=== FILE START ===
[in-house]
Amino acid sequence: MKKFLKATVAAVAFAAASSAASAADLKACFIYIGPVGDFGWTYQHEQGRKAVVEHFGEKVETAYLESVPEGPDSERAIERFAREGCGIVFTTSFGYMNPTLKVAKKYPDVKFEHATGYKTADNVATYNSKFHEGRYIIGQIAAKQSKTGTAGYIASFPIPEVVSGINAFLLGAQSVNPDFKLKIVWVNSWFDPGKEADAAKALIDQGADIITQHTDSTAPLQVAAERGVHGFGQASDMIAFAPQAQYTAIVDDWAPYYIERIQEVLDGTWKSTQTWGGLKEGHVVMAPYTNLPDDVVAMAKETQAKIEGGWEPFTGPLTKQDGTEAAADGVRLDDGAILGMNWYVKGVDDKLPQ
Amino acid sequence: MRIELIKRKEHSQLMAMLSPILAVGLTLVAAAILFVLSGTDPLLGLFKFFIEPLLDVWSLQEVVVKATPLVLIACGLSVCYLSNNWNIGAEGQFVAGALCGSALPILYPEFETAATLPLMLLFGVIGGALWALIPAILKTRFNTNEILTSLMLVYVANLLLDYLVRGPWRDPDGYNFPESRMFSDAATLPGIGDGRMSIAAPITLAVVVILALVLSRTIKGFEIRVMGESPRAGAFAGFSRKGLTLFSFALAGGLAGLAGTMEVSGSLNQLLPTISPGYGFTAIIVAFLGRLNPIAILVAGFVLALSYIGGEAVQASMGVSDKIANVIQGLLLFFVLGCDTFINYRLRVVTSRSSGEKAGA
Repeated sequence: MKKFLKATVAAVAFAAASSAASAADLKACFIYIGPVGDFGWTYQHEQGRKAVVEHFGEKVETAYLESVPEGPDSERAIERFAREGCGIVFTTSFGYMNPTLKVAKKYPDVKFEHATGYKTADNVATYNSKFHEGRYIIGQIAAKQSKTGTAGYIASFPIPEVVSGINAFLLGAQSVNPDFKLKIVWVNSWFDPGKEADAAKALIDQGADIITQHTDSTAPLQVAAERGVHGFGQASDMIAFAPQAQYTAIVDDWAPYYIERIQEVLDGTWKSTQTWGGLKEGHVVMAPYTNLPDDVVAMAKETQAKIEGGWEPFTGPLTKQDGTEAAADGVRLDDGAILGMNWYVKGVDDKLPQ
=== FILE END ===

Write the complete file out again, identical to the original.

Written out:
[in-house]
Amino acid sequence: MKKFLKATVAAVAFAAASSAASAADLKACFIYIGPVGDFGWTYQHEQGRKAVVEHFGEKVETAYLESVPEGPDSERAIERFAREGCGIVFTTSFGYMNPTLKVAKKYPDVKFEHATGYKTADNVATYNSKFHEGRYIIGQIAAKQSKTGTAGYIASFPIPEVVSGINAFLLGAQSVNPDFKLKIVWVNSWFDPGKEADAAKALIDQGADIITQHTDSTAPLQVAAERGVHGFGQASDMIAFAPQAQYTAIVDDWAPYYIERIQEVLDGTWKSTQTWGGLKEGHVVMAPYTNLPDDVVAMAKETQAKIEGGWEPFTGPLTKQDGTEAAADGVRLDDGAILGMNWYVKGVDDKLPQ
Amino acid sequence: MRIELIKRKEHSQLMAMLSPILAVGLTLVAAAILFVLSGTDPLLGLFKFFIEPLLDVWSLQEVVVKATPLVLIACGLSVCYLSNNWNIGAEGQFVAGALCGSALPILYPEFETAATLPLMLLFGVIGGALWALIPAILKTRFNTNEILTSLMLVYVANLLLDYLVRGPWRDPDGYNFPESRMFSDAATLPGIGDGRMSIAAPITLAVVVILALVLSRTIKGFEIRVMGESPRAGAFAGFSRKGLTLFSFALAGGLAGLAGTMEVSGSLNQLLPTISPGYGFTAIIVAFLGRLNPIAILVAGFVLALSYIGGEAVQASMGVSDKIANVIQGLLLFFVLGCDTFINYRLRVVTSRSSGEKAGA
Repeated sequence: MKKFLKATVAAVAFAAASSAASAADLKACFIYIGPVGDFGWTYQHEQGRKAVVEHFGEKVETAYLESVPEGPDSERAIERFAREGCGIVFTTSFGYMNPTLKVAKKYPDVKFEHATGYKTADNVATYNSKFHEGRYIIGQIAAKQSKTGTAGYIASFPIPEVVSGINAFLLGAQSVNPDFKLKIVWVNSWFDPGKEADAAKALIDQGADIITQHTDSTAPLQVAAERGVHGFGQASDMIAFAPQAQYTAIVDDWAPYYIERIQEVLDGTWKSTQTWGGLKEGHVVMAPYTNLPDDVVAMAKETQAKIEGGWEPFTGPLTKQDGTEAAADGVRLDDGAILGMNWYVKGVDDKLPQ